AI-Enabled: Law Professor Highlights Potential of Language Processing Tools in Legal Realm

  • By Kayla Molander

When OpenAI released its chatbot, ChatGPT, in November 2022, it seemed to take over the internet. Every day someone was demonstrating what the language processing tool was capable of—including almost passing the bar exam.

Chicago-Kent College of Law Professor Daniel Martin Katz, along with a colleague, proved that OpenAI’s GPT-3.5 software is almost capable of passing the bar exam. ChatGPT is the popular free demo version of a fuller program, TEXT-DAVINCI-003, better known as GPT-3.5.

In his paper, "GPT Takes the Bar Exam,” Katz and co-author Michael J Bommarito III outline the process for teaching GPT-3.5 not just to take the Multistate Bar Exam (MBE), but for it to pass two portions—evidence and torts. He says a full pass is right around the corner.

“We say in the paper that in 0–18 months it will pass the bar exam, I’ll stick by that,” he says.

But passing the bar exam wasn’t the point of the research. Katz says this software isn’t going anywhere, and he wants to show that lawyers have to get on board or risk falling behind.

“When people see stuff like this and think that they’re going to continue the way they work, with no changes, I think that’s a very unrealistic perspective,” he says.

OpenAI isn’t the only company developing artificial intelligence systems. Katz says he expects to see multiple language processing models available commercially by the end of 2023, and they’ll only get more complex.

“Three years ago, GPT-2 could not even process the question prompts effectively,” he says.

Now, GPT-3.5 answered 50.3 percent of the questions on the MBE right. Humans get about 68 percent of the answers correct.

“To pass the test, you have to have a pretty good command of not just the English language, but the nuances of ‘legalese,’ or legal language, and that’s a difficult task, even for humans,” Katz says. “You have to go to seven years of postsecondary education, just to get to a test that one in five people don’t pass.”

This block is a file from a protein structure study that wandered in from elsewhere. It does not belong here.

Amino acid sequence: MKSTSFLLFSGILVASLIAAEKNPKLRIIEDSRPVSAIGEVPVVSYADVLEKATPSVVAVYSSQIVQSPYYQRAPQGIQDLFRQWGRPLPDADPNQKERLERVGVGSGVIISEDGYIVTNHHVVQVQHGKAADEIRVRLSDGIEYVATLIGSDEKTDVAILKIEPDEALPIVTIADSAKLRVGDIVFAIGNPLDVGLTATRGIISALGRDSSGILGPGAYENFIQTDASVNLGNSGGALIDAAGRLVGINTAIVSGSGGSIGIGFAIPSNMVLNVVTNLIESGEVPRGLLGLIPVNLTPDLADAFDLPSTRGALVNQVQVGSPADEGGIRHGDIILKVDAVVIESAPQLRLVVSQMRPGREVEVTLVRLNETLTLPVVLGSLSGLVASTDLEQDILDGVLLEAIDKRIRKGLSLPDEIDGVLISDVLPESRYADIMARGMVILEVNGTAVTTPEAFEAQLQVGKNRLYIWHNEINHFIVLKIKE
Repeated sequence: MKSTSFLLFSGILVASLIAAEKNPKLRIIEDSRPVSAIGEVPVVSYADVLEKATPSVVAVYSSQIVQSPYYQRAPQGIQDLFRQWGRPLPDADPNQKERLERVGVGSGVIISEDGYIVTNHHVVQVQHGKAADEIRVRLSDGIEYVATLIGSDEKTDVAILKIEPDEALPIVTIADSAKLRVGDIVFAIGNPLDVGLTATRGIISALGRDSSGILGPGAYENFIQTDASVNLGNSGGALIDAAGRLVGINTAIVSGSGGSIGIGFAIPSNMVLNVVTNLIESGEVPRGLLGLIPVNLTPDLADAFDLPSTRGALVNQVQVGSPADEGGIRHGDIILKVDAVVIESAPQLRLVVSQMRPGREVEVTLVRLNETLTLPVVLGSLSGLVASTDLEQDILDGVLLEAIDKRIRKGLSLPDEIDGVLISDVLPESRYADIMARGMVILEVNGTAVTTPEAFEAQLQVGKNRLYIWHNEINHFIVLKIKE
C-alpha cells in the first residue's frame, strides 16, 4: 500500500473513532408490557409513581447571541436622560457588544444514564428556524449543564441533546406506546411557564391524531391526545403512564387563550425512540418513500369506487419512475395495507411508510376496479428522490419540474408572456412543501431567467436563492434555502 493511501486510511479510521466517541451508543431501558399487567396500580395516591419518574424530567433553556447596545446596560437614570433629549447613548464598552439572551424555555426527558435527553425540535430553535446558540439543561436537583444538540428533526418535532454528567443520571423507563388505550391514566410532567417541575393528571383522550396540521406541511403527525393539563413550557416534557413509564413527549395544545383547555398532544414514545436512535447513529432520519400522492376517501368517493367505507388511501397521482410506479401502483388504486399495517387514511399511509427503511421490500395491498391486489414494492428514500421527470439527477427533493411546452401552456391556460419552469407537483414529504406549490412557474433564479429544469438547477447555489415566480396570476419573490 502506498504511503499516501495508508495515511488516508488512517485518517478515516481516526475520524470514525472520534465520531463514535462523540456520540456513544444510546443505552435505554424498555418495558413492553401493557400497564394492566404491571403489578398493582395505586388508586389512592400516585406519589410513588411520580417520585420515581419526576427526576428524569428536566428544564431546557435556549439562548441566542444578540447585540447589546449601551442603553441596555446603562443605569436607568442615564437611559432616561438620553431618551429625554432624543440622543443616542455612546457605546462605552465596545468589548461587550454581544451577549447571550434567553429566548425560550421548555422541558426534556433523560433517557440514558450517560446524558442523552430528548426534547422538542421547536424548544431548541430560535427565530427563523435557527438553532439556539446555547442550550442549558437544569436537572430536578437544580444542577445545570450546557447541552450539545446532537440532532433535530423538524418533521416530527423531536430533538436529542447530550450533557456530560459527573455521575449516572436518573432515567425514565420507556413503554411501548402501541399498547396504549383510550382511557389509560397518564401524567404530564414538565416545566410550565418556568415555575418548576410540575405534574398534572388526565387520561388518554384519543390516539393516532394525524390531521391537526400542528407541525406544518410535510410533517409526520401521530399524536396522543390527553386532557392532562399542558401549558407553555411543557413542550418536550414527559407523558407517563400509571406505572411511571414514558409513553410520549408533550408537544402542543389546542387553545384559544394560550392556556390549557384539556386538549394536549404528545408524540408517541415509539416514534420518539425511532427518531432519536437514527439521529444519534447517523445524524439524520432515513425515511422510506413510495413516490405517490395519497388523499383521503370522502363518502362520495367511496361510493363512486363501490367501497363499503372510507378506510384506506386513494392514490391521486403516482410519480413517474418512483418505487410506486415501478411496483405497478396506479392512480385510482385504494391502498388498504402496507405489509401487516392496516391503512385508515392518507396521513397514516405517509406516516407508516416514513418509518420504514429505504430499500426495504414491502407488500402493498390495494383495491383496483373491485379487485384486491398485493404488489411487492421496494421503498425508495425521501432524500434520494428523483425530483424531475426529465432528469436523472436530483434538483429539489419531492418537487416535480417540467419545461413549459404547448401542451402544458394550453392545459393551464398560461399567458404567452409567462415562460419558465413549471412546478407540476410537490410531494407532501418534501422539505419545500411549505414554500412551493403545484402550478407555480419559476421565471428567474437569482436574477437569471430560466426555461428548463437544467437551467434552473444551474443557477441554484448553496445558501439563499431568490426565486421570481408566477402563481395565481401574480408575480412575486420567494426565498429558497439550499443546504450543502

Now that these technologies are improving so rapidly, Katz says chatbots will likely change the way that people live their lives and do their jobs sooner than many of us expect.

That includes those in the law profession.

“Lawyers need to figure out how to use these tools. And those that do, it’ll be a very lucrative thing for them. We’re sitting on the dawn of a major increase in potential capacity,” says Katz. “These are tools that allow you to more effectively do your work, so you need to learn how to use them to maximum efficacy.”

Change can be intimidating, and a new technology can sometimes translate to lost jobs, though Katz doesn’t think this is the case.

Even though the tools can help, they’re not a replacement for a licensed attorney. GPT can still “hallucinate,” or give answers that sound intelligent, but are actually nonsense. There are bugs, and Katz says there needs to be a “human in the loop.”

“A person using tools like this is able to do a lot more, but they’re the ones providing the oversight,” he says. “If your lawyer uses a research tool like Westlaw or LexisNexis, they still have to stand behind the use of the tool. There needs to be a human in the loop. You shouldn’t use these tools with no human oversight, but a person using this has a jetpack now.”

Beyond improving efficiency for lawyers, these AI tools could have major ramifications for people in need who may not be able to access the legal system due to financial constraints.

“There’s a lot of unmet legal need in America, in the world. We have people who will pay for that need, but it has to be price-appropriate,” says Katz. “Lawyers are simply too expensive, and part of that problem, in my view, is that they don’t have a force multiplier.”

Katz believes that AI could be that force multiplier that the legal realm has needed for years. Many law offices are already using AI to generate contracts and motions.

These tools could even help people who can’t afford a lawyer to assist them in finding some of their own answers.

“A lot of people out there are using Google as their de facto lawyer,” he says. “Let’s try to make sure there’s some high-quality legal information available on the internet, so they can have at least some reasonably trustworthy sources that they can rely on.”

Now that Katz has proven the impact that GPT can have in the legal community, there are likely conversations happening in law schools and offices across the country about what to do next.

“One day soon, lawyers will be expected to know how to use these tools,” Katz says. “And schools will have to decide what they want to do about that. Because these tools aren’t going away.”

Photo: Professor of Law Daniel Martin Katz

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